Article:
Factoring Polynomials: ax²+bx+c
This packet helps students understand how to factor more advanced quadratic equations. Students will use factoring to find the two solutions (also called roots or x-intercepts) of a quadratic equation (which graphs as a parabola). Factoring is the process of finding two terms -- for quadratic equations those terms will be two binomials -- that can be multiplied together to get the quadratic equation.
Many students are familiar with using the FOIL process to multiply binomials. Factoring quadratic equations is, essential, the reverse of using FOIL to turn a pair of binomials into a polynomial. For example:
If you are given the problem:$(x-2)(x+4)$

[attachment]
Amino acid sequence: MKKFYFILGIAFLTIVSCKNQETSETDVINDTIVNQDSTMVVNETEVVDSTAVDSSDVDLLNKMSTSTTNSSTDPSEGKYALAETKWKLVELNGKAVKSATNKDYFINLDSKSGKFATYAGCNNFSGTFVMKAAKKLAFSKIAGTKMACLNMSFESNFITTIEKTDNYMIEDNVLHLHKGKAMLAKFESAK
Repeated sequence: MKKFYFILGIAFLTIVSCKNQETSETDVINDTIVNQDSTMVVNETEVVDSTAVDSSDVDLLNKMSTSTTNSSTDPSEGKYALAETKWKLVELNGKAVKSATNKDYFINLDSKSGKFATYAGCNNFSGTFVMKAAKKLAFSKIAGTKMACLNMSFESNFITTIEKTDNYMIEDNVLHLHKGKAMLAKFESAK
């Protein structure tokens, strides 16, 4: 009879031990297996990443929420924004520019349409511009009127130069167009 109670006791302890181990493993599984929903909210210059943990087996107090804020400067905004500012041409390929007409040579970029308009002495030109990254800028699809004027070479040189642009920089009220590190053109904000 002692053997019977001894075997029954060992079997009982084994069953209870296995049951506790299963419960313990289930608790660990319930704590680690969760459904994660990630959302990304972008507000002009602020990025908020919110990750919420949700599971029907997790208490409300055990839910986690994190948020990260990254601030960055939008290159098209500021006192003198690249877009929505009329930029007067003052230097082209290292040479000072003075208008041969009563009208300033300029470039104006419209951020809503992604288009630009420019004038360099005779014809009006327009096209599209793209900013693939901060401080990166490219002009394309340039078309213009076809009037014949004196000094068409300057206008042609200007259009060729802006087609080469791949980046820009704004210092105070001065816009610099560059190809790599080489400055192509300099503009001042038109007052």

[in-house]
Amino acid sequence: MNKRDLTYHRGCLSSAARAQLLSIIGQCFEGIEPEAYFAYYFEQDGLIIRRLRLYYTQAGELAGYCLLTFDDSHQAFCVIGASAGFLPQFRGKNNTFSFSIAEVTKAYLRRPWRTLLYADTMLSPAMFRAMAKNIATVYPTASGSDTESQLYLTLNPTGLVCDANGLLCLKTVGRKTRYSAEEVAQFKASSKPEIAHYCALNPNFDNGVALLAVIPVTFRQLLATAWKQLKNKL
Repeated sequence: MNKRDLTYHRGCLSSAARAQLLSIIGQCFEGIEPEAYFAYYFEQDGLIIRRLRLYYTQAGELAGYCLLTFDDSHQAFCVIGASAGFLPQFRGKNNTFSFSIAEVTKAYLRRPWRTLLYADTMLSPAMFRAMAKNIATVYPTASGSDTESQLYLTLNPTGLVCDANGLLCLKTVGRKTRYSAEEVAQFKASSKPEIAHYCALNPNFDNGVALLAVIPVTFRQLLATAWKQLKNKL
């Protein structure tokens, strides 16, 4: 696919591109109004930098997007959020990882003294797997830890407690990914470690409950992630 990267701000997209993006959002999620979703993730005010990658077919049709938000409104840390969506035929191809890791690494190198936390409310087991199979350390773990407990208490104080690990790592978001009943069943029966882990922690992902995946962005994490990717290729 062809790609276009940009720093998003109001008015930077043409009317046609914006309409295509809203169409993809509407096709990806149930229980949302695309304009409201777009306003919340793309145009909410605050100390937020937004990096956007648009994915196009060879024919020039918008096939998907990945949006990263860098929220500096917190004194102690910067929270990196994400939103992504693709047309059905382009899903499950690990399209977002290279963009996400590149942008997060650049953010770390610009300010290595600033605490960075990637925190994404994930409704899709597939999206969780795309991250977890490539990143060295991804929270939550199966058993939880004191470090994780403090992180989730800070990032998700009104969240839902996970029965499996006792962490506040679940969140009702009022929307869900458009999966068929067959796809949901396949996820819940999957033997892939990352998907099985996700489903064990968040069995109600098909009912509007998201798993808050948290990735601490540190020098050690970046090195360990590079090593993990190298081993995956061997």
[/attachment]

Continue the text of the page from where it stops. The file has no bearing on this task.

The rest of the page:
You would use FOIL (which stands for "multiply the FIRST terms, then the OUTER terms, then the INNER terms, then the LAST terms") to get: $x^2+4x-2x-8$,
which can be simplified to $x^2 +2x-8$
On the other hand, If you were given the expression $x^2 +2x-8$ and asked to factor it
(or if you were given $x^2 +2x-8$=0 and asked to solve it),
you would determine that:
$x \times x = x^2$, and $-2 \times 4 = -8$ while $-2+4=2$,
so $x^2 +2x-8 = (x-2)(x+4)$
Each page starts with easier problems that get more difficult as students work through the packet. Simpler problems are in standard form. More advanced problems require students to simplify and combine like terms before they factor the problem.
After doing all 36 problems, students should be more comfortable doing these problems and have a clear understanding of how to solve them.
Factor each polynomial.
Solve each equation by factoring.
Practice problems require knowledge of addition, subtraction, multiplication, and division of integers.